Intervention-Based Stochastic Disease Eradication

Lora Billings, Luis Mier-y-Teran-Romero, Brandon Lindley, Ira B. Schwartz

Research output: Contribution to journalArticlepeer-review

15 Scopus citations


Disease control is of paramount importance in public health, with infectious disease extinction as the ultimate goal. Although diseases may go extinct due to random loss of effective contacts where the infection is transmitted to new susceptible individuals, the time to extinction in the absence of control may be prohibitively long. Intervention controls are typically defined on a deterministic schedule. In reality, however, such policies are administered as a random process, while still possessing a mean period. Here, we consider the effect of randomly distributed intervention as disease control on large finite populations. We show explicitly how intervention control, based on mean period and treatment fraction, modulates the average extinction times as a function of population size and rate of infection spread. In particular, our results show an exponential improvement in extinction times even though the controls are implemented using a random Poisson distribution. Finally, we discover those parameter regimes where random treatment yields an exponential improvement in extinction times over the application of strictly periodic intervention. The implication of our results is discussed in light of the availability of limited resources for control.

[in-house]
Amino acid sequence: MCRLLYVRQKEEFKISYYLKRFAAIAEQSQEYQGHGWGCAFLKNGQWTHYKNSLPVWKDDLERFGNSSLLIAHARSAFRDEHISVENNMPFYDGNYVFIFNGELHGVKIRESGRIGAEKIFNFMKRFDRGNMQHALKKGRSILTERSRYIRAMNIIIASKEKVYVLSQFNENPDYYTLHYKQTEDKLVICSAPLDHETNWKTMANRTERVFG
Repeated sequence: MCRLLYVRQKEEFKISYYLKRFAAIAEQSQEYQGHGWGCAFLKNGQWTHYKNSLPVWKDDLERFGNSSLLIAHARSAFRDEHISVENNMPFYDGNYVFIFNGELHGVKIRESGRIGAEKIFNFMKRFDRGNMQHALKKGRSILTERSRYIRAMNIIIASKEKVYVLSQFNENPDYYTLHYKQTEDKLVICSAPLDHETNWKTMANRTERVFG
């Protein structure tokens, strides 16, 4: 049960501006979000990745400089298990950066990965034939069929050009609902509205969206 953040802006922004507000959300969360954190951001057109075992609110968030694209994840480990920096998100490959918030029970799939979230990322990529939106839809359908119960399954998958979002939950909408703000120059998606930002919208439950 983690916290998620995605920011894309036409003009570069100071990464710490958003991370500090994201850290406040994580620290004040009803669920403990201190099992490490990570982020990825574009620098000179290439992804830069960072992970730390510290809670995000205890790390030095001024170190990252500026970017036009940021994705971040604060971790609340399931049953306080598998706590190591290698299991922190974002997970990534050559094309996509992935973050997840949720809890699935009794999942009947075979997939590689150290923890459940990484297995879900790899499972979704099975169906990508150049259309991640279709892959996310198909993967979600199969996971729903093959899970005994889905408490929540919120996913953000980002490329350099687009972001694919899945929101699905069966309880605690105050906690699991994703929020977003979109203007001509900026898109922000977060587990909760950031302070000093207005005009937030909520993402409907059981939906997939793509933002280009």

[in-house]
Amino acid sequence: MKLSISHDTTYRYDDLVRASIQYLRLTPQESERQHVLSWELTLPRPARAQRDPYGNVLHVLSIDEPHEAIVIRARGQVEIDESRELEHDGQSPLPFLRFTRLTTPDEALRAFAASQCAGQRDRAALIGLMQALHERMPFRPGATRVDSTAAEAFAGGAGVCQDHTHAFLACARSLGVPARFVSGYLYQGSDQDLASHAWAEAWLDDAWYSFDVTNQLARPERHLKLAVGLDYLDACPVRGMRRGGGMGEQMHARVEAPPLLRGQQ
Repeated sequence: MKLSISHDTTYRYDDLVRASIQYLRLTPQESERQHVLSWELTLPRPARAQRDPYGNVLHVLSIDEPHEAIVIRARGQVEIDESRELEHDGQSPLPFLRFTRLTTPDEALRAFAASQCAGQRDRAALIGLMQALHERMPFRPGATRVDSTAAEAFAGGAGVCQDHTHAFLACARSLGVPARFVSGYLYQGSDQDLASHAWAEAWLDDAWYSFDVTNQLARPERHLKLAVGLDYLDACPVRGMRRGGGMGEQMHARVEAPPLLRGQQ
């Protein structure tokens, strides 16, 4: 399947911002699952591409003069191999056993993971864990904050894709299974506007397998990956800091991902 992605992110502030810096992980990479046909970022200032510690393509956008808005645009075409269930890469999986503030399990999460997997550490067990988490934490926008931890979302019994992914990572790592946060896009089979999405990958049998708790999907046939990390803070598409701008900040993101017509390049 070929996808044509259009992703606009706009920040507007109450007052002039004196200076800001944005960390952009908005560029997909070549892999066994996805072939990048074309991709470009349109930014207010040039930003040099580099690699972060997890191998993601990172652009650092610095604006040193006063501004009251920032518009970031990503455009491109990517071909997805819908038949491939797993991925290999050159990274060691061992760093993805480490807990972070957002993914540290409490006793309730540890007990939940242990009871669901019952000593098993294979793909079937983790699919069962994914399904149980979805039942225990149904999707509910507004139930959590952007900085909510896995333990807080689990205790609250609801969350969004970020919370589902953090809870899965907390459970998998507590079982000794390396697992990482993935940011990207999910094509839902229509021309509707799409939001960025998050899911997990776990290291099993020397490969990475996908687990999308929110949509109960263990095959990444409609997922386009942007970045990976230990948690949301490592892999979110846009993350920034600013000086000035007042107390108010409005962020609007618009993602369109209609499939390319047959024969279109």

Original languageEnglish
Article numbere70211
JournalPLoS ONE
Issue number8
StatePublished - 5 Aug 2013


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